He raised it, but before he could swing he heard a distant voice: “Petra, STOP! Petra, that’s ENOUGH!” and, turning, he saw the voice’s owner running down Old Orchard towards them. The animal was instantly obedient, and ran to greet his master. “I’m sorry, folks – I’m so sorry! I don’t know why he did that. He’s not like that, ever!” The danger not quite out of the way, Nicholas felt, holding tightly to his makeshift bludgeon with one hand as he assisted Zhenya to her feet with the other. What do you do in a situation like this?: do you yell? – do you threaten to sue?

Zhenya knew exactly what to do.

“Petra?” she said. The canine’s response at hearing his name squarely challenged his earlier demeanor: with tail wagging, four paws gently walked over and stopped at her feet. She looked down and studied the golden retriever. Petra looked up and studied her.

“What was that all about?” she asked the dog. Wearing the ‘smile’ humans think they see in the species, Petra sat down at her feet and carefully sniffed at her knees, glancing upwards at her eyes every now and then as if making sure that it was still OK: “we’re friends now, right?”

The owner answered the question put to the dog. “I’m … he got outside, I’m not sure how. He can … I mean, he’s … I’m sorry. I’d know his bark anywhere. I looked outside, saw you fall … I’m so sorry. Please believe me: he’s never done anything like that before.” There was a noticeable Italian accent, although probably less so than thirty or forty years ago.

“As if that matters.” Nicholas said. “He did it now.”

Zhenya looked at the man, and saw genuine confusion in his face. She placed him at around 80: a short, solid-looking man, in very good physical condition for his age. She deduced this quite easily from the muscle in his legs, as he wore a button-down red flannel shirt and an old pair of boxer shorts that had the misfortune to be stitched together showing Pac-man chasing three ghosts, the fourth one presumably already eaten (or, worse – hiding on his derriere).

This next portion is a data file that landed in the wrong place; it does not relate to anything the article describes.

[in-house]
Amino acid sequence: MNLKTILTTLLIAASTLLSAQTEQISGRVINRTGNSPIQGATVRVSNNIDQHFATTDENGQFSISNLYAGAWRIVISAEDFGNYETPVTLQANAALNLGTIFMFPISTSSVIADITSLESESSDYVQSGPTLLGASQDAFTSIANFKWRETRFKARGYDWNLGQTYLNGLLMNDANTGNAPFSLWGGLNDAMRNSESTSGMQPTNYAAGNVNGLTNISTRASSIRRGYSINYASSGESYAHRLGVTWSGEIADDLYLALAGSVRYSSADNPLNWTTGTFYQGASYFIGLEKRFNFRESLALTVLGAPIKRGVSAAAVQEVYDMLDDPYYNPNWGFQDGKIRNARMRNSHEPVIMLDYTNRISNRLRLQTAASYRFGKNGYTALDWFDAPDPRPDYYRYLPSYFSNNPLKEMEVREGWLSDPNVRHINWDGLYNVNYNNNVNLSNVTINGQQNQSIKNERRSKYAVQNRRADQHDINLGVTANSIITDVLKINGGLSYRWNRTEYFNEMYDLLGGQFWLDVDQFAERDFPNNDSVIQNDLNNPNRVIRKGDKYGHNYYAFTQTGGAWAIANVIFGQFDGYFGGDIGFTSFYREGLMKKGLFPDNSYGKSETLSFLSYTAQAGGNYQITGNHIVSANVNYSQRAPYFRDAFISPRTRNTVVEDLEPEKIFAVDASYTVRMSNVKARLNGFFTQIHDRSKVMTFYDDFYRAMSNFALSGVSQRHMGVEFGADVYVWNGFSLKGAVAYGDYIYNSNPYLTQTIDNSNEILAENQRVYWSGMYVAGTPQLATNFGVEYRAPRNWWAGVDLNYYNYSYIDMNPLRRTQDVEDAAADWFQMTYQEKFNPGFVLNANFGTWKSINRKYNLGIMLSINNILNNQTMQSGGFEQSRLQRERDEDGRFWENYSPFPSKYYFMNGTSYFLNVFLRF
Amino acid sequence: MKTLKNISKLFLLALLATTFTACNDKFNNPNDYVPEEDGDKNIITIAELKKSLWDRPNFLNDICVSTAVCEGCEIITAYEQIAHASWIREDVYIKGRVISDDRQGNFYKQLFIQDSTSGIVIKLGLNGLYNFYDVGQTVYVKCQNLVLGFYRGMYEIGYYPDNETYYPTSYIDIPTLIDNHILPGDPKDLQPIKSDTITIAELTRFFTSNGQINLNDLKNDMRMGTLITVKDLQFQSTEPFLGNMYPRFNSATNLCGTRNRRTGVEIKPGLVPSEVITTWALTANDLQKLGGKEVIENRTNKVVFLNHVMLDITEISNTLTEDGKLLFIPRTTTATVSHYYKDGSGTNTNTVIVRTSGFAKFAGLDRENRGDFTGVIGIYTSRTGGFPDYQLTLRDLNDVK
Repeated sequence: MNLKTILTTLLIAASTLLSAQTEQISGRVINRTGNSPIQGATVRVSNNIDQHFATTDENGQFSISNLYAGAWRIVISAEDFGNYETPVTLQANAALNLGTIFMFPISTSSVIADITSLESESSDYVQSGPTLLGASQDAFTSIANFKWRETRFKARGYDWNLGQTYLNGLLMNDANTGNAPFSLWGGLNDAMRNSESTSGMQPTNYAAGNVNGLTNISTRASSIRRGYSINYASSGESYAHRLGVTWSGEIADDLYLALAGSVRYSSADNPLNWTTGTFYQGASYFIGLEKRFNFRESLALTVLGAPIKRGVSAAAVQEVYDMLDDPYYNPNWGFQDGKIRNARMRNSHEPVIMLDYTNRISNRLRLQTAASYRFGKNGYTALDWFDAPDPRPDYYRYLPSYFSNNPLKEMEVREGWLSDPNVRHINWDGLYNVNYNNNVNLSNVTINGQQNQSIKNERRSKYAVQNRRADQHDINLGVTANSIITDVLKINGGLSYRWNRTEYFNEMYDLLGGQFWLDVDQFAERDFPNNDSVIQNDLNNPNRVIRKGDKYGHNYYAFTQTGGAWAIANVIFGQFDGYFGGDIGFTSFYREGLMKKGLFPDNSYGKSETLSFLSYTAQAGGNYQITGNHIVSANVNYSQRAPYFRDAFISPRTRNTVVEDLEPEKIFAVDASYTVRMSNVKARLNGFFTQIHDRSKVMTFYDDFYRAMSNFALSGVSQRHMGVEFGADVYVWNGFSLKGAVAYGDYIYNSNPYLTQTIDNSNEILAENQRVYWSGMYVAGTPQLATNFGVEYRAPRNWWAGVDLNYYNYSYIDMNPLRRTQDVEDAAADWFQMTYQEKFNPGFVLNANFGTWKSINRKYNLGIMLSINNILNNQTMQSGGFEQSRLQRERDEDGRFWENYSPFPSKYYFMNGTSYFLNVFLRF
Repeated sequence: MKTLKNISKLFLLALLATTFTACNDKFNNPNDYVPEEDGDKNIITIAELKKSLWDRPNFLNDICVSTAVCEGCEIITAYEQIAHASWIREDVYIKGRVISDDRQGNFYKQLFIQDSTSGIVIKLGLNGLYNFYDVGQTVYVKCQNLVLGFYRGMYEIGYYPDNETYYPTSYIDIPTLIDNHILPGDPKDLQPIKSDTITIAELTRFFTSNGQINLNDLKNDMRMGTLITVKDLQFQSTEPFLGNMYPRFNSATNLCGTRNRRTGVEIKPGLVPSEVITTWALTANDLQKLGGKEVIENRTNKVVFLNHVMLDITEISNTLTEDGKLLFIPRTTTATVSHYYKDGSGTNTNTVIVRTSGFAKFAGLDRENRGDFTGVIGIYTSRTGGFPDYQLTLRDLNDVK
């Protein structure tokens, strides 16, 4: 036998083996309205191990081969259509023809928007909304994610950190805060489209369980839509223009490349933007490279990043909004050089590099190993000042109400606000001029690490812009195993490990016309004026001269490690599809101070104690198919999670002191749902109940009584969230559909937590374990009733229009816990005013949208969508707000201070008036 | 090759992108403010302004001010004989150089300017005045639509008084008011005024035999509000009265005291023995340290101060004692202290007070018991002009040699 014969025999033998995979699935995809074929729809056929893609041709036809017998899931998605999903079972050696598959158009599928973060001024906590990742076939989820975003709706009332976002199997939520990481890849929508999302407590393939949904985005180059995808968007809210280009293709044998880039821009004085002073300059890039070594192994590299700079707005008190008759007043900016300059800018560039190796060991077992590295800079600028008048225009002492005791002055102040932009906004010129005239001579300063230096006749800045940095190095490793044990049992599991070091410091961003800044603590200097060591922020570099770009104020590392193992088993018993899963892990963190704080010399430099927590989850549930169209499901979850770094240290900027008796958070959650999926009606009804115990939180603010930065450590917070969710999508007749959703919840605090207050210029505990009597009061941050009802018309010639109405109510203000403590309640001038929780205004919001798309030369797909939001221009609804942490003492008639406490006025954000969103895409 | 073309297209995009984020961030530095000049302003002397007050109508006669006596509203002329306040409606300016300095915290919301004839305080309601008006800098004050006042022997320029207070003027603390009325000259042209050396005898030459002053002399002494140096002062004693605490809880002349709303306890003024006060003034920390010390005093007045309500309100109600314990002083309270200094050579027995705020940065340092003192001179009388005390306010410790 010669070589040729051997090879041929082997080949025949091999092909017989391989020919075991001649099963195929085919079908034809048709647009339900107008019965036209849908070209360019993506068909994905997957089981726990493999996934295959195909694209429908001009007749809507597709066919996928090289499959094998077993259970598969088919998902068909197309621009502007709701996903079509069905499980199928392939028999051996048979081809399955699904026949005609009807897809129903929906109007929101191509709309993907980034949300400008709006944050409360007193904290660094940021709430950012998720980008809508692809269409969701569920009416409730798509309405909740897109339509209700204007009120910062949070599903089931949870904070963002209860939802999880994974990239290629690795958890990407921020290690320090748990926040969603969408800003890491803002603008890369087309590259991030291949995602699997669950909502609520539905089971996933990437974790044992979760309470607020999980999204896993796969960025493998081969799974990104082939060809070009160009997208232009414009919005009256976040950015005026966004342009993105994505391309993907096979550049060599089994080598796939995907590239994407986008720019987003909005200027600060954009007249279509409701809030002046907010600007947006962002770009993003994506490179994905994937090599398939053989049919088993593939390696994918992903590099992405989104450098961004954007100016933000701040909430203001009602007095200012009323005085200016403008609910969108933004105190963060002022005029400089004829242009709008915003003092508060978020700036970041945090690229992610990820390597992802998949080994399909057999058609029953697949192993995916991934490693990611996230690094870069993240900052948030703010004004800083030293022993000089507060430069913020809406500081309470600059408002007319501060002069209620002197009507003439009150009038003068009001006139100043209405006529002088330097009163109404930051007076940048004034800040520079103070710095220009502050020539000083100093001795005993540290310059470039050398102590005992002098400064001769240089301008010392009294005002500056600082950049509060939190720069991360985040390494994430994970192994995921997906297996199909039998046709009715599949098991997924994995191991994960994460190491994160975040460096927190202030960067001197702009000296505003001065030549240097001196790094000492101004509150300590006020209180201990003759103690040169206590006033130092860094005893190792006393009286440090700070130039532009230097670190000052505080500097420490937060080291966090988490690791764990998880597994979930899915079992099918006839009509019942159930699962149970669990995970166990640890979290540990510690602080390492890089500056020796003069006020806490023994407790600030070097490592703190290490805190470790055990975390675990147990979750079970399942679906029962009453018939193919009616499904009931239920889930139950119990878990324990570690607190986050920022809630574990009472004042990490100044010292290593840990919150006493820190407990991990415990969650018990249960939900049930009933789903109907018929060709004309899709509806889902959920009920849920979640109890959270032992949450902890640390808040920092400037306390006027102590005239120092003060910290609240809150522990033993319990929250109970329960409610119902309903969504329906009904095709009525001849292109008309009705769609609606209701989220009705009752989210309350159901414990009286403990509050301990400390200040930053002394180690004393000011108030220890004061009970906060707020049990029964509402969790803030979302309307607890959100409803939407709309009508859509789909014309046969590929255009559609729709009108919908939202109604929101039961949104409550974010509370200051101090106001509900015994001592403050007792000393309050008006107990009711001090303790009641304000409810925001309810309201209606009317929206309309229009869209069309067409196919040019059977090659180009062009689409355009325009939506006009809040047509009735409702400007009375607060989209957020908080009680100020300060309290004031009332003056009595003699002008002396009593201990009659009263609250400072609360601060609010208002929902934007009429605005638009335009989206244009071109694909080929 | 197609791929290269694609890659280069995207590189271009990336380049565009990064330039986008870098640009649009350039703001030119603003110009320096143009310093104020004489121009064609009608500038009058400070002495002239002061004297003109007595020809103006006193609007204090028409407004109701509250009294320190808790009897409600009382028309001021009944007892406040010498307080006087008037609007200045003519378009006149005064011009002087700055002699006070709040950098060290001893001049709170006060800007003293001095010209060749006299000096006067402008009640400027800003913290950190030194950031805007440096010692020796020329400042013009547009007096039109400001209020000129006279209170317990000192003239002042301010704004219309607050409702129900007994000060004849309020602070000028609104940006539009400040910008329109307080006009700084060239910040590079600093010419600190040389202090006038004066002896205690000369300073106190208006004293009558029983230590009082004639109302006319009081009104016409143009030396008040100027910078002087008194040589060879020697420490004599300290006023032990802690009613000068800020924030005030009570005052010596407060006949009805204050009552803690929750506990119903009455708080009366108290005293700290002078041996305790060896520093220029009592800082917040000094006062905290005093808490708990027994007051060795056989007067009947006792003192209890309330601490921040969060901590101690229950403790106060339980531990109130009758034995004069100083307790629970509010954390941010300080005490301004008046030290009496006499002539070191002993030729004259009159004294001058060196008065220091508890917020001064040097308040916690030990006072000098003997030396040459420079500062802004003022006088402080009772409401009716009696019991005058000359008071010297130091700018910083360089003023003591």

She allowed compassion for him when she saw that he was standing ankle deep in chunky ice water, wearing only socks on his feet. She shot a sidewise glance at Nicholas, and held her hands up slightly as if to tell her partner, ‘Easy, easy now. Don’t get mad.’

She gave the man a little half circle wave in front of her chest. “Hi, I’m Zhenya.”

“Luigi,” he said.

Trying her damndest not to giggle at his situation, she said, “Luigi, can we go somewhere warm and talk about this? I’m freezing.”

“Most assuredly …” he said, almost questioningly, somewhat taken aback. “I live only three houses down.” Petra ran showing before them, showing the way as if he had understood.

As the trio of two-legged creatures headed down the road, Nicholas demanded, “What are you doing? We have to—”

“Shush,” she said. “This is what we need to do.”

———-

“I’ve had Petra for a long time. A long time,” Luigi said thoughtfully as he gave each of them a cup of tea. “He outlived my wife and my oldest son.”

“How old is he?” asked Nicholas. “I mean, if he’s acting like this, perhaps it time you had him put down? He could’ve hurt us.”

“I am glad he didn’t hurt you, and I will happily compensate you for the coat. But I don’t think that I could ever do that. Put him down, I mean. I think he’ll outlive me, too.”

“Don’t think that,” said Zhenya, setting down her teacup. “You’ve got years left.”

Luigi chuckled softly. “I’m old enough to know better than that. I know some things that you young folks don’t know. And old enough to feel some things that you don’t feel yet. As for Petra …” He paused. “This dog is at least 26 years old.”

“Oh, come on now! That’s absurd! And what do you mean ‘at least’?” Nicholas challenged.